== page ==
Sonia earned a Bachelor of Science in Organizational Leadership and a Master of Arts in Leadership and Organizational Studies, both from Azusa Pacific University. She served as a Personnel Clerk in the U.S. Marine Corps, where she was the first female Marine to be honored as “Marine of the Quarter” at the school of infantry; she was also awarded the Navy Achievement Medal.

Carmen Ibarra

Carmen is the Chief Executive Officer of The Achievable Foundation (“Achievable”), a federally qualified health center providing high quality, integrated health care services to people with intellectual and developmental disabilities, their families, and other vulnerable populations. Since she took the reins at Achievable in 2014, patient growth has exceeded 300%.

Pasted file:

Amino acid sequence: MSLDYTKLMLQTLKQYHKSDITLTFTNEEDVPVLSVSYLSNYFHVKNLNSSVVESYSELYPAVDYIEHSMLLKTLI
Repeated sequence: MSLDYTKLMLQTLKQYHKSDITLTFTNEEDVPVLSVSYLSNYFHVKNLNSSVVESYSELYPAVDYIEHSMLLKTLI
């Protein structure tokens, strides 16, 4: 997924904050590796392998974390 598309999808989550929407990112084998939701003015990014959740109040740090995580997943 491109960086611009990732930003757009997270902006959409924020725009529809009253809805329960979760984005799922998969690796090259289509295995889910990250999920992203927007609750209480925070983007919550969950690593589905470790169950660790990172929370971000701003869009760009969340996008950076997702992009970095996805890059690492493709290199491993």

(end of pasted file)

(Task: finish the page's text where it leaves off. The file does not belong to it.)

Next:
Carmen has served as a leader in the health care field of the nonprofit sector for more than 25 years, including a variety of senior management roles at community health centers in Los Angeles County. She is the Immediate Past Board Chair of the Community Clinic Association of Los Angeles County. She earned a graduate degree in Nonprofit Management from the American Jewish University and a Bachelor of Science from Loyola Marymount University. She credits the Jesuit education at LMU in feeding her passion for serving others.

Carmen looks to the great outdoors to help put things in perspective, decompressing from the rigors of professional responsibility. Her introduction to hiking and camping came while working a high school summer job for the U.S. Forest Service. Carmen learned about nature while maintaining firebreaks and trails, as well as cleaning campgrounds and recreational waterways. Recently she was able to complete Section A of the Pacific Crest Trail and hopes to eventually complete the full trail.